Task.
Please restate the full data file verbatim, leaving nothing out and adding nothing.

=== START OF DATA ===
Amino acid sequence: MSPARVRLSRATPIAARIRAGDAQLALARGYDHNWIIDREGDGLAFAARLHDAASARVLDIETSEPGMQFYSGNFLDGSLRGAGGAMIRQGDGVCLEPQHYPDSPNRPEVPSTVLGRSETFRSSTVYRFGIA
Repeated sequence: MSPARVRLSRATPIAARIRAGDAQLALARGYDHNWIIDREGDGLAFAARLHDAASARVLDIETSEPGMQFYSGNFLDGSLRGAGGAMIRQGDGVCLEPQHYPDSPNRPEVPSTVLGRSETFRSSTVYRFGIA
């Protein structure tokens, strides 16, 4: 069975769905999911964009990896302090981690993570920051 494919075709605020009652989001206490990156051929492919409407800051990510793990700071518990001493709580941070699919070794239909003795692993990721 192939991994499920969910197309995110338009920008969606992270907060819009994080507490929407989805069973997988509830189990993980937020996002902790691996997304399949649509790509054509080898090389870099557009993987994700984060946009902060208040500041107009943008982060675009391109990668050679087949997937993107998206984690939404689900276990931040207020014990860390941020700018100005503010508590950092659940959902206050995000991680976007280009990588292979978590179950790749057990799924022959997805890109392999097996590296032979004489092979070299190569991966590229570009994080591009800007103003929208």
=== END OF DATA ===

Amino acid sequence: MSPARVRLSRATPIAARIRAGDAQLALARGYDHNWIIDREGDGLAFAARLHDAASARVLDIETSEPGMQFYSGNFLDGSLRGAGGAMIRQGDGVCLEPQHYPDSPNRPEVPSTVLGRSETFRSSTVYRFGIA
Repeated sequence: MSPARVRLSRATPIAARIRAGDAQLALARGYDHNWIIDREGDGLAFAARLHDAASARVLDIETSEPGMQFYSGNFLDGSLRGAGGAMIRQGDGVCLEPQHYPDSPNRPEVPSTVLGRSETFRSSTVYRFGIA
């Protein structure tokens, strides 16, 4: 069975769905999911964009990896302090981690993570920051 494919075709605020009652989001206490990156051929492919409407800051990510793990700071518990001493709580941070699919070794239909003795692993990721 192939991994499920969910197309995110338009920008969606992270907060819009994080507490929407989805069973997988509830189990993980937020996002902790691996997304399949649509790509054509080898090389870099557009993987994700984060946009902060208040500041107009943008982060675009391109990668050679087949997937993107998206984690939404689900276990931040207020014990860390941020700018100005503010508590950092659940959902206050995000991680976007280009990588292979978590179950790749057990799924022959997805890109392999097996590296032979004489092979070299190569991966590229570009994080591009800007103003929208």